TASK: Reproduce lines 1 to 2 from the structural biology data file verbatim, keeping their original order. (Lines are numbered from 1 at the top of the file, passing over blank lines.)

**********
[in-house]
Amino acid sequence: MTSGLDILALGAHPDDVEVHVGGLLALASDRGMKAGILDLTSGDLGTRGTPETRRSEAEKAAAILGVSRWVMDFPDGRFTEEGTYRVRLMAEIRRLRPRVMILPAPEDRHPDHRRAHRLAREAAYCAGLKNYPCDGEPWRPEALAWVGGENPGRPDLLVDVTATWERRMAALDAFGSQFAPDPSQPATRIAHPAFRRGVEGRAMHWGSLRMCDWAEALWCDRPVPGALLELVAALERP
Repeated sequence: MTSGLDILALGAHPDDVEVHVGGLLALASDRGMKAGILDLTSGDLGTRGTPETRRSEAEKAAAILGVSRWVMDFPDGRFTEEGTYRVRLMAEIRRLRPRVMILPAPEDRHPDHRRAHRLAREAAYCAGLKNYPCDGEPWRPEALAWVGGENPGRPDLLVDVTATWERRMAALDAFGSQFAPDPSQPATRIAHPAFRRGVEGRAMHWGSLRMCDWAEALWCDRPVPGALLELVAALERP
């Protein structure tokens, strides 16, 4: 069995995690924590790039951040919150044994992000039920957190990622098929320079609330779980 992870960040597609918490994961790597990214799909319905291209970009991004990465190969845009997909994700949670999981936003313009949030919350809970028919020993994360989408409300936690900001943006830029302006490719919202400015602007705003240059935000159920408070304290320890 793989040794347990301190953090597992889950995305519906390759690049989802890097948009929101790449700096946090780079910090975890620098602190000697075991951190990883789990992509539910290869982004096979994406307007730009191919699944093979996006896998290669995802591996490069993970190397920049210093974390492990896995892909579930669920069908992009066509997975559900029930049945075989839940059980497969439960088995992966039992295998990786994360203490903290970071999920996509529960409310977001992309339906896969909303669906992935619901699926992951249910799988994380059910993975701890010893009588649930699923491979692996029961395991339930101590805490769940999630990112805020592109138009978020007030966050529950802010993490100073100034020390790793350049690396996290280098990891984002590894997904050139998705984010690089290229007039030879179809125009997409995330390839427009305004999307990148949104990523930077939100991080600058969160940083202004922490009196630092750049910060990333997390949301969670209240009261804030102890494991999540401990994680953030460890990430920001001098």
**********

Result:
[in-house]
Amino acid sequence: MTSGLDILALGAHPDDVEVHVGGLLALASDRGMKAGILDLTSGDLGTRGTPETRRSEAEKAAAILGVSRWVMDFPDGRFTEEGTYRVRLMAEIRRLRPRVMILPAPEDRHPDHRRAHRLAREAAYCAGLKNYPCDGEPWRPEALAWVGGENPGRPDLLVDVTATWERRMAALDAFGSQFAPDPSQPATRIAHPAFRRGVEGRAMHWGSLRMCDWAEALWCDRPVPGALLELVAALERP